A total of 63,336 patients underwent CABG and/or valve surgery from 2008 to 2016. The 30-day readmission rate was 11.5% overall. Patients who were readmitted were older with higher incidences of cardiac comorbidities compared with nonreadmitted patients. Significant risk factors for readmission from the final model were prolonged length of stay (HR: 1.45; 95% CI: 1.57, 1.86; P < 0.0001), isolated valve surgery (HR: 1.35; 95% CI: 1.26, 1.44; P < 0.0001), in-hospital complications of sepsis (HR: 1.47; 95% CI: 1.05, 2.07; P = 0.024), and acute myocardial infarction (HR: 1.36; 95% CI: 1.09, 1.71; P = 0.007). A clinical risk scoring tool with 22 variables was derived that delineated patients into 1 of 5 risk quintiles. The c-statistic for the overall model was 0.63.

      Conclusions

      Readmission after cardiac surgery is common and moderately predictable in this contemporary cohort.

      Résumé

      Introduction

      La diminution des réadmissions après les chirurgies cardiaques au cœur demeure une priorité pour l’amélioration de la qualité. Toutefois, la plupart des modèles sur le risque de réadmission permettent seulement d’étudier le pontage aortocoronarien (PAC). Notre objectif était d’élaborer un score de prédiction du risque de réadmission après la sortie de l’hôpital suivant une chirurgie cardiaque.

      Méthodes

      Tous les adultes > 18 ans qui ont subi un PAC isolé, une chirurgie valvulaire multiple/isolée ou une chirurgie valvulaire combinée au PAC de 2008 à 2016 en Ontario étaient admissibles. Les facteurs de risque de réadmission dans les 30 jours après la sortie de l’hôpital étaient obtenus grâce aux liens entre le registre des soins cardiaques du CorHealth Ontario et d’autres banques de données administratives de santé. Les ratios d’incidence approchés (RIA) des facteurs de risque étaient calculés à l’aide de la régression de Cox (modèle à risques proportionnels) avec des intervalles de confiance à 95 % (IC à 95 %). Nous avons élaboré un outil clinique de cotation des risques pondéré en fonction des coefficients bêta d’un modèle final. La discrimination et la calibration étaient réalisées en utilisant les statistiques C et en comparant les probabilités prédites aux réponses observées dans les déciles de risque prédit.

      Résultats

      Un total de 63 336 patients ont subi un PAC et/ou une chirurgie valvulaire de 2008 à 2016. Le taux de réadmission dans les 30 jours était dans l’ensemble de 11,5 %. Les patients réadmis étaient plus âgés et montraient une incidence plus élevée de maladies cardiaques associées que les patients non réadmis. Les facteurs de risque importants de réadmission du modèle final étaient la durée de séjour prolongée (RIA : 1,45; IC à 95 % : 1,57, 1,86; P < 0,0001), la chirurgie valvulaire isolée (RIA : 1,35; IC à 95 % : 1,26, 1,44; P < 0,0001), les complications septiques à l’hôpital (RIA : 1,47; IC à 95 % : 1,05, 2,07; P = 0,024) et l’infarctus du myocarde aigu (RIA : 1,36; IC à 95 % : 1,09, 1,71; P = 0,007). Il ressort de l’outil clinique de cotation des risques à 22 variables de classifier les patients dans 1 des 5 quintiles de risque. Les statistiques C de l’ensemble du modèle étaient de 0,63.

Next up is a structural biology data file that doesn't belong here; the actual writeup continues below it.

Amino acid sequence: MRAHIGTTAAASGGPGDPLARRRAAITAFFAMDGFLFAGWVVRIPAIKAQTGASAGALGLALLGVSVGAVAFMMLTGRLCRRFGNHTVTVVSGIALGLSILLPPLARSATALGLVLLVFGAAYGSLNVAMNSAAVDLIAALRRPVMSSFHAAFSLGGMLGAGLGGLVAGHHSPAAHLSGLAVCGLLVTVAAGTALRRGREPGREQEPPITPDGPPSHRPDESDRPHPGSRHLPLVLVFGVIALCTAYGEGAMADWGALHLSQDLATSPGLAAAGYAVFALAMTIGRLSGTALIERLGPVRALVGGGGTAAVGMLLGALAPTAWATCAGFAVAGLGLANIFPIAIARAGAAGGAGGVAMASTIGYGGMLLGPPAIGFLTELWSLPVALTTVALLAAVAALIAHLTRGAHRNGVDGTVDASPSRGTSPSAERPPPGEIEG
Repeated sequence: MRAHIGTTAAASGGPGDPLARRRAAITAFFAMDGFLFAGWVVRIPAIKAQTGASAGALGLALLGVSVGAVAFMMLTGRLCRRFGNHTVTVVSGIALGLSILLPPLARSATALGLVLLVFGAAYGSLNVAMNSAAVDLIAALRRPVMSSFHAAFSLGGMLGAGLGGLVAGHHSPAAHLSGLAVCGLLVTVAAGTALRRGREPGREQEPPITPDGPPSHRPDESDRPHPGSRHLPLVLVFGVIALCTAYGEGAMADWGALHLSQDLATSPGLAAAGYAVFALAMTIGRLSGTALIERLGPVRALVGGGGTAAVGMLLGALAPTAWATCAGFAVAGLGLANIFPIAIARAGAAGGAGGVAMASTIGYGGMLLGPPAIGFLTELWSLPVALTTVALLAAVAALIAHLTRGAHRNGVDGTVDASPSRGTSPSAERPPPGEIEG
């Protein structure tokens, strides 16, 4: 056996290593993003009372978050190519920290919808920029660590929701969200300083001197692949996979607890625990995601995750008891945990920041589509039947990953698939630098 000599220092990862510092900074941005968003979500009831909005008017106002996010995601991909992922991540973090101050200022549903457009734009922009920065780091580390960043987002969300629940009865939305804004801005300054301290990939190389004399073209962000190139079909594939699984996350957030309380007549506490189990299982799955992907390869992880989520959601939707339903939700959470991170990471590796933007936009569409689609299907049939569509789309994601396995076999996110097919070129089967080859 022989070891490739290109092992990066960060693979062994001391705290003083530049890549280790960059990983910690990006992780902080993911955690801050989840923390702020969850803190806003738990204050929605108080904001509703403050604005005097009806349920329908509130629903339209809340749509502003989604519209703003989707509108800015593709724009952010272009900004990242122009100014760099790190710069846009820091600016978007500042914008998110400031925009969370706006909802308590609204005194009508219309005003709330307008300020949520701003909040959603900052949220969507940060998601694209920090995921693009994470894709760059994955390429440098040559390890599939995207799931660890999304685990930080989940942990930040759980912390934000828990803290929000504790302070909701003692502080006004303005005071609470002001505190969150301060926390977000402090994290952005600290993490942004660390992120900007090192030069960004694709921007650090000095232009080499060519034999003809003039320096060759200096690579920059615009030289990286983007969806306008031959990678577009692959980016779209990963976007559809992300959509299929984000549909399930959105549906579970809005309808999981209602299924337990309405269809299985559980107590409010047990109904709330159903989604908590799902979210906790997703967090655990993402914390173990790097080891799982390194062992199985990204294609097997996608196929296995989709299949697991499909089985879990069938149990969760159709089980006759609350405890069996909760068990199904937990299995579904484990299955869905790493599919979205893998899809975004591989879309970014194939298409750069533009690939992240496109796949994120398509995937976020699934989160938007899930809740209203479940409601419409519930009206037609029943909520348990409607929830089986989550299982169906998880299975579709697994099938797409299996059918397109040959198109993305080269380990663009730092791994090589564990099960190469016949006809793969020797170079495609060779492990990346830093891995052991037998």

Conclusions

      Les réadmissions après les chirurgies cardiaques sont fréquentes et modérément prévisibles dans cette cohorte contemporaine.
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      References

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      Linked Article

      • A Clinical Risk Scoring Tool to Predict Readmission After Cardiac Surgery: A Methodological Issue
        Canadian Journal of CardiologyVol. 34Issue 12
        • Preview
          We read with interest the article published recently in the Canadian Journal of Cardiology entitled “A Clinical Risk Scoring Tool to Predict Readmission After Cardiac Surgery: An Ontario Administrative and Clinical Population Database Study.” The aim of the authors was to develop a predictive risk score for readmission after discharge in cardiac surgery.1
        • Full-Text
        • PDF
      • Limiting Readmissions Following Cardiac Surgery—A “Common Sense” Solution
        Canadian Journal of CardiologyVol. 34Issue 12
        • Preview
          In this issue of the Canadian Journal of Cardiology, Tam et al.1 report the results of their review of readmissions after cardiac surgery. In this study involving patients in Ontario from 2008 to 2016, the 30-day readmission rate after isolated coronary artery bypass graft (CABG) surgery, isolated and multiple valve surgery, or combined CABG-valve surgery was 11.5%. They identified 5 factors associated with an increased risk for readmission: prolonged length of stay, isolated valve surgery, sepsis, an acute myocardial infarction, and concomitant CABG + valve surgery.
        • Full-Text
        • PDF